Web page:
Tuesday, November 07, 2006

Everyone vote today? I hope you did. I live in Congressmen Tom Reynolds (R - NY) district, you know the guy you have all been hearing about in regards to the Mark Foley page scandal, in fact I live in his home town. He lives in a gated community called Spaulding Lake just a few miles up the road. I picked the absolute WRONG time to head down to my polling place because it was also the time that he choose to cast his vote. Needless to say the high school where this fiasco was taking place was swamped with media and people. I'm going to have to come back later.

Who am I going to vote for? Well Congressmen Reynolds has brought $500 million in federal money to my District since being elected to Congress. He also played a key role in the Bush administration decision to fund the Great Lakes Regional Collaboration Strategy (GLRCS) in 2005. The (GLRCS) is an international, interstate and interagency action group aimed at correcting many of the Great Lakes serious problems and will funnel billions of dollars into solutions for the next 10 yrs. Money speaks and Reynolds gets the vote.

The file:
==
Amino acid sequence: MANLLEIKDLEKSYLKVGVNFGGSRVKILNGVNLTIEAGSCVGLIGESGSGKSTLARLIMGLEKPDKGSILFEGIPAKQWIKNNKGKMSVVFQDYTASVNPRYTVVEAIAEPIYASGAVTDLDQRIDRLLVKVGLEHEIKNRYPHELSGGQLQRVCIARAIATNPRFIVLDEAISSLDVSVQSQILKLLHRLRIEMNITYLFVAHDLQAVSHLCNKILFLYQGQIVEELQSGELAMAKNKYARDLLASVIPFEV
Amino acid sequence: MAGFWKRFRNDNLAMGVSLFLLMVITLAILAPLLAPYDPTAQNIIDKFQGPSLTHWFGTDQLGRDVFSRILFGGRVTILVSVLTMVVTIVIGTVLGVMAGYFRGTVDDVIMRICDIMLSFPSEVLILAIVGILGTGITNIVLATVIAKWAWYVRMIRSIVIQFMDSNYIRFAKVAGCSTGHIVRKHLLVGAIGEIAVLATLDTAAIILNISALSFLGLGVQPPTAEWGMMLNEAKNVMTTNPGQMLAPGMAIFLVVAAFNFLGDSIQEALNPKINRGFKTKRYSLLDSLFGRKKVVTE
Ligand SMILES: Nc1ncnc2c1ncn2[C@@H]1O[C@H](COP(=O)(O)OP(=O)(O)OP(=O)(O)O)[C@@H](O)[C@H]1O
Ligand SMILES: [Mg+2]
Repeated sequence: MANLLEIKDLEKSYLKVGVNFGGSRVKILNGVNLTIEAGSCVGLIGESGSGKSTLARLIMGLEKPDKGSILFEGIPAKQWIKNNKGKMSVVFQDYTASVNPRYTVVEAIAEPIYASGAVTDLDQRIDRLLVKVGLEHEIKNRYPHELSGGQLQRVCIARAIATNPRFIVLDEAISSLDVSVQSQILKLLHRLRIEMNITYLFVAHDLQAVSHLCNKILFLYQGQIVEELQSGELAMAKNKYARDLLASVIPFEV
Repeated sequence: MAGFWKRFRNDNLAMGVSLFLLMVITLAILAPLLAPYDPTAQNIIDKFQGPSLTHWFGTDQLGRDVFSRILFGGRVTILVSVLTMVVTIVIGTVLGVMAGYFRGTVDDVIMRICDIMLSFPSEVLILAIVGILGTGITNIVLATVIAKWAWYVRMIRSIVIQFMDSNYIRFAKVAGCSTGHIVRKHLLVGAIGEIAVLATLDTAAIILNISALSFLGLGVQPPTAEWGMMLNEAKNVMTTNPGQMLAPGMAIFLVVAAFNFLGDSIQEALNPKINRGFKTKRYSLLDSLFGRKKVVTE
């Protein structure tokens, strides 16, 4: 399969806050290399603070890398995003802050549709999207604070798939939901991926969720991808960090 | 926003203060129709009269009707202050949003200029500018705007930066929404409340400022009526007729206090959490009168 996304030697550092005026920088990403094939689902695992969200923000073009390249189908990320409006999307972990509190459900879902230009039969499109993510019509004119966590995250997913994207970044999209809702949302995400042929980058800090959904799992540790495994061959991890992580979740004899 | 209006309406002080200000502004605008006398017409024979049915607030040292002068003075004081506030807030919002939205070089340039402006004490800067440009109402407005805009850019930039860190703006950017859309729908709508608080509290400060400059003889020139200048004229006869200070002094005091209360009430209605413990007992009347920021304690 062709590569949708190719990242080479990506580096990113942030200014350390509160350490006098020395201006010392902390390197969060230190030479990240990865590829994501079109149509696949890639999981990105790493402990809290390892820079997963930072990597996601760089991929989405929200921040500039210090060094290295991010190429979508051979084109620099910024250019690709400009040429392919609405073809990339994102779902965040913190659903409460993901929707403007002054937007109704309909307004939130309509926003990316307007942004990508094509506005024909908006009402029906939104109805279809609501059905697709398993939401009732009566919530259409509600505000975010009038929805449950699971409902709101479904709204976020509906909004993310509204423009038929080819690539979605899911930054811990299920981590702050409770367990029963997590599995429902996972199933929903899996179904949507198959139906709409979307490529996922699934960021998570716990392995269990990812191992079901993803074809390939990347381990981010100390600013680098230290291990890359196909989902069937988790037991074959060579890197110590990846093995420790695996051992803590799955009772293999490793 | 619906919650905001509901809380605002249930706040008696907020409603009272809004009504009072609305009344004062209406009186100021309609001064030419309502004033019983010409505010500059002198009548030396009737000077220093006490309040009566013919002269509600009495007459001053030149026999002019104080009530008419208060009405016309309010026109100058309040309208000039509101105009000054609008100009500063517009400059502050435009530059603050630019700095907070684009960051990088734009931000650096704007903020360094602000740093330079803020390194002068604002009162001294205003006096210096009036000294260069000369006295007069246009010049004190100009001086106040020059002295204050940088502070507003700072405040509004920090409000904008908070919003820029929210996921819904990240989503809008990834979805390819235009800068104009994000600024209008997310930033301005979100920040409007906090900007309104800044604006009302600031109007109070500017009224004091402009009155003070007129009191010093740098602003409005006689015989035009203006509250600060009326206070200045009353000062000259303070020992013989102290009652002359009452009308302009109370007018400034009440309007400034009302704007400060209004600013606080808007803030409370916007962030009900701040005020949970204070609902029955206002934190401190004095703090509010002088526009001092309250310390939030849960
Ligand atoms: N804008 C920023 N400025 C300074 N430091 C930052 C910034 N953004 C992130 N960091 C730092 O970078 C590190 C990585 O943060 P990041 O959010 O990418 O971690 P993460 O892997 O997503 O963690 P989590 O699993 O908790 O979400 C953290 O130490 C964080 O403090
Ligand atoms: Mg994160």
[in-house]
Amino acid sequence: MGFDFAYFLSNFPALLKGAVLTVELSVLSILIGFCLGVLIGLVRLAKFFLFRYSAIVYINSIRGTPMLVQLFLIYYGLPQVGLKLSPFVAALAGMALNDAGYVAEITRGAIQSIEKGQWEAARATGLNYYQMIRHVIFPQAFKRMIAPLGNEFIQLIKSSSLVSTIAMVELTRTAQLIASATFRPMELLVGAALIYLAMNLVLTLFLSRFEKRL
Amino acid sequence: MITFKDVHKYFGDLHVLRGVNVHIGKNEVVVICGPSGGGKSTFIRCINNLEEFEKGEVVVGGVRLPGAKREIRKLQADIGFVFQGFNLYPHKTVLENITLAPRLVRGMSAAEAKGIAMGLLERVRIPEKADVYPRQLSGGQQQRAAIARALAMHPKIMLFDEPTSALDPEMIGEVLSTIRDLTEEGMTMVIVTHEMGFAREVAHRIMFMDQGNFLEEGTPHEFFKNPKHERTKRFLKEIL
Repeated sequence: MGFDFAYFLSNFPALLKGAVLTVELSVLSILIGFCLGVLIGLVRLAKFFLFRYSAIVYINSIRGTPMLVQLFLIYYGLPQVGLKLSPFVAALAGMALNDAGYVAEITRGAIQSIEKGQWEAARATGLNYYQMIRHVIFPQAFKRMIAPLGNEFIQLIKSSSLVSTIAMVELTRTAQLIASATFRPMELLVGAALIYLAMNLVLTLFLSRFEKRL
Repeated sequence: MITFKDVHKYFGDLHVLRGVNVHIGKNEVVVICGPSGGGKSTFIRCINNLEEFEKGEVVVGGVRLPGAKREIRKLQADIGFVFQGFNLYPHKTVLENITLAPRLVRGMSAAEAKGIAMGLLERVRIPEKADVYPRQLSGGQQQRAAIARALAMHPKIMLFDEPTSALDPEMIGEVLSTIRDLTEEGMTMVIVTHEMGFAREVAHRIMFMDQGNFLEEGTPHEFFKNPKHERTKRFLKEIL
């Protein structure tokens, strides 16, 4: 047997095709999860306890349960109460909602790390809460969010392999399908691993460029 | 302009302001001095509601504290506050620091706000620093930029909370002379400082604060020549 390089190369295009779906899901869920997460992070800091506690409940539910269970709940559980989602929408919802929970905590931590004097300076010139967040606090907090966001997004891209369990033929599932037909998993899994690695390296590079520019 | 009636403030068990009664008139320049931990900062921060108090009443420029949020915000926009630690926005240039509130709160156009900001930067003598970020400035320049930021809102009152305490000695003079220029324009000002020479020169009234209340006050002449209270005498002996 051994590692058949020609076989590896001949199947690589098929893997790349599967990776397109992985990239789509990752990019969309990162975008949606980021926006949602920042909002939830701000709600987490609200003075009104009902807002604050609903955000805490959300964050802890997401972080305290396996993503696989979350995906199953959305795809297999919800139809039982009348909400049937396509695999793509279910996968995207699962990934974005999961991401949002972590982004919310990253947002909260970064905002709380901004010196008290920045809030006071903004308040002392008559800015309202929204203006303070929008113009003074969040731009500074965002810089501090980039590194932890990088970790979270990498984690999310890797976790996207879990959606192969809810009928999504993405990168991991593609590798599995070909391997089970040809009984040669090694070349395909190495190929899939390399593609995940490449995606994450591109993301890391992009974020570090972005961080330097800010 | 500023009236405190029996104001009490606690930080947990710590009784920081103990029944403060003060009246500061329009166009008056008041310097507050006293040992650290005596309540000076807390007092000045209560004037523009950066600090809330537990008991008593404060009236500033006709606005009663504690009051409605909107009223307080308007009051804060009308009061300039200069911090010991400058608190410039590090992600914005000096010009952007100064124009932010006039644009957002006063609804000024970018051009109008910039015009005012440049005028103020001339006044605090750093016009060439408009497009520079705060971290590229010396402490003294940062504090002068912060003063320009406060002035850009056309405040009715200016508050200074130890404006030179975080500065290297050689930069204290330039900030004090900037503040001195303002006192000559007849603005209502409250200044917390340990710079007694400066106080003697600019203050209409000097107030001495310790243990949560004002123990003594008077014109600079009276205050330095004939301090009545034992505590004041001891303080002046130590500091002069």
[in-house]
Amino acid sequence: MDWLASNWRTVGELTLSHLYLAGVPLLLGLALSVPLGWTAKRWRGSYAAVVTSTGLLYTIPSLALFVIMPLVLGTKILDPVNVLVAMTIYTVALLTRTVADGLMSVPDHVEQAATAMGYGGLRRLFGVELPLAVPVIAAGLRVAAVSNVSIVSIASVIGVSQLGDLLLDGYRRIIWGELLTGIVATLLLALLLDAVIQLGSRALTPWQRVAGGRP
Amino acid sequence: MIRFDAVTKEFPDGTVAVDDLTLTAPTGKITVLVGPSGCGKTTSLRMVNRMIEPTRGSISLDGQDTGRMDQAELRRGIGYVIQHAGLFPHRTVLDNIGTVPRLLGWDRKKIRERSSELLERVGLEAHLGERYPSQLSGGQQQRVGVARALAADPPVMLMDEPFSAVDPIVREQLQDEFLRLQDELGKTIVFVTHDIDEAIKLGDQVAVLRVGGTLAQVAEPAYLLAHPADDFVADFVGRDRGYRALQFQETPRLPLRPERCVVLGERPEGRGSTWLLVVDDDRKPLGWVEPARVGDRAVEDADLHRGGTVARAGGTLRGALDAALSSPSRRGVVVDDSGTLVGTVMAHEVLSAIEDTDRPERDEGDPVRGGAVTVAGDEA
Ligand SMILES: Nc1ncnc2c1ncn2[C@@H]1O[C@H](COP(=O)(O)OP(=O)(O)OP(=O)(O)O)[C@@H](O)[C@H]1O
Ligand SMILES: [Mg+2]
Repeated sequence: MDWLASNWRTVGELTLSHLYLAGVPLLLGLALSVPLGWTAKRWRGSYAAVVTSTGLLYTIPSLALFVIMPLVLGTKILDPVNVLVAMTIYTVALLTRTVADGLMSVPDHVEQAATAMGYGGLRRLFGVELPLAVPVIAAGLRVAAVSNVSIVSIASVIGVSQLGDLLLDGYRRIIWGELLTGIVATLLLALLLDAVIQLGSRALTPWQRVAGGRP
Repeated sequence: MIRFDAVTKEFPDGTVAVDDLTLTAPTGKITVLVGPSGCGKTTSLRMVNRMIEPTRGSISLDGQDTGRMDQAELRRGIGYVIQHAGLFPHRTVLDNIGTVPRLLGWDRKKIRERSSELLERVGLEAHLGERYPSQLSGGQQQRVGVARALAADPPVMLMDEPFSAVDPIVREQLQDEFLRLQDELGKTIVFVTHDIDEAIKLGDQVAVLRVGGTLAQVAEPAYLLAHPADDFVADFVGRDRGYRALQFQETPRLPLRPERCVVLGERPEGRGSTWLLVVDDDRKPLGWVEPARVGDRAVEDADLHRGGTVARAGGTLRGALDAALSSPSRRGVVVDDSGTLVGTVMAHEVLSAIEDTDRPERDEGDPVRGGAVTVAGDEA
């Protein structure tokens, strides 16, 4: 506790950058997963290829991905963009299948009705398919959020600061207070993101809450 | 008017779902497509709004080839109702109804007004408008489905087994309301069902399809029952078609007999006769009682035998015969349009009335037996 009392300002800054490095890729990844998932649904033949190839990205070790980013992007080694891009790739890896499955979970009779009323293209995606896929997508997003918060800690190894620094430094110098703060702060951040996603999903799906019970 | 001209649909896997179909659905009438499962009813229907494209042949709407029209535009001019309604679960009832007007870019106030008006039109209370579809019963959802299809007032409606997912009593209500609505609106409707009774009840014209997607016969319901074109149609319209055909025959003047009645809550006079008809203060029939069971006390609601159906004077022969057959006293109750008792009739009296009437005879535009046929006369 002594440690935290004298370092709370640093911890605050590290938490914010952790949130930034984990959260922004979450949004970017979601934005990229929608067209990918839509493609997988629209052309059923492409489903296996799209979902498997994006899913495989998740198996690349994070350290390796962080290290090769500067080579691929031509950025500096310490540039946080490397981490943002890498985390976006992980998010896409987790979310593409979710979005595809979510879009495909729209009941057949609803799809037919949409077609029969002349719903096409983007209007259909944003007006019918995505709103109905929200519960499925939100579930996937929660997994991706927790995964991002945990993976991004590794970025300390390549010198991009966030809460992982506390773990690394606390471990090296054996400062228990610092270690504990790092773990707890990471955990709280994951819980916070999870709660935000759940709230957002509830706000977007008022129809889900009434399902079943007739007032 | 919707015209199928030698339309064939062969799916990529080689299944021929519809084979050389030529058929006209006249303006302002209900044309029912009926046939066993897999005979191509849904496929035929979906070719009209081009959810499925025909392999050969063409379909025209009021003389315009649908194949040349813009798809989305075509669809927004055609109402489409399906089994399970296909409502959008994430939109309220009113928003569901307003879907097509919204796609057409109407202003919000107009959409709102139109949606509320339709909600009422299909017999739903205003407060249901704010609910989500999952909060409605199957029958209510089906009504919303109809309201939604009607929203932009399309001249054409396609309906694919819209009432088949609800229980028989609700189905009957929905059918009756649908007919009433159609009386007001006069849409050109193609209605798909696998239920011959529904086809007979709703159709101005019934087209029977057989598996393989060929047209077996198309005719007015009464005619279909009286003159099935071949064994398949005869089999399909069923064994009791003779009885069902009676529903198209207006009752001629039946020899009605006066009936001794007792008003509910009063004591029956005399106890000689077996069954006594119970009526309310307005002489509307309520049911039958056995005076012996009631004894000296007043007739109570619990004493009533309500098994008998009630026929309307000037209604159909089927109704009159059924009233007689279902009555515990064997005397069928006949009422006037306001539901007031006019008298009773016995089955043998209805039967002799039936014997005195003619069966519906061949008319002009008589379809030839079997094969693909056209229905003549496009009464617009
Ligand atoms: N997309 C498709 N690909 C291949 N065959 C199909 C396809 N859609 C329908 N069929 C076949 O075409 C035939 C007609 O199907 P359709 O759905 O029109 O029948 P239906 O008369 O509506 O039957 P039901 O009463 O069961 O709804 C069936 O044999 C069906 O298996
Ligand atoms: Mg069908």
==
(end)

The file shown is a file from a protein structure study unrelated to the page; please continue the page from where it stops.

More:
Virus Threatens to Take Bite out of Ohio Fishing Industry

GREAT LAKES -- Viral Hemorrhagic Septicemia, VHS for short, has forced a federal ban on bringing live fish in and out of Ohio from other Great Lakes states.
Thirty-seven types of fish are on the banned list, including Rainbow Trout or Steelhead. Ohio brings in 400,000 Steelhead from Michigan every year as yearlings to stock Lake Erie's tributaries.

"This is big time," says Phil Hillman of the Ohio Division of Wildlife. "We've got people from all over the world coming to Ohio to fish for Steelhead so you're talking about big bucks in terms of economic impact and the fisherman are real upset about this, they're already up-in-arms over this."

The virus can kill fish, upsetting delicate ecosystems, but pose no problem to people eating the fish.

The ban could also affect bait shops. Some kinds of minnows are already on the list and others, like Fathead Minnows from Minnesota and South Dakota, could be added. If that happens, the supply of bait would decrease dramatically.

"It could almost put us out of business," says Marvin Hilley of Bass Boss Bait in Summit County. "Myself, as a wholesaler, plus the baitshops because they all depend on minnows to be shipped in from these states."

Great Lakes groups are currently in Washington D.C. to try to get the Animal and Plant Health Inspection Service (APHIS) to lift the ban before fishing season begins again in March.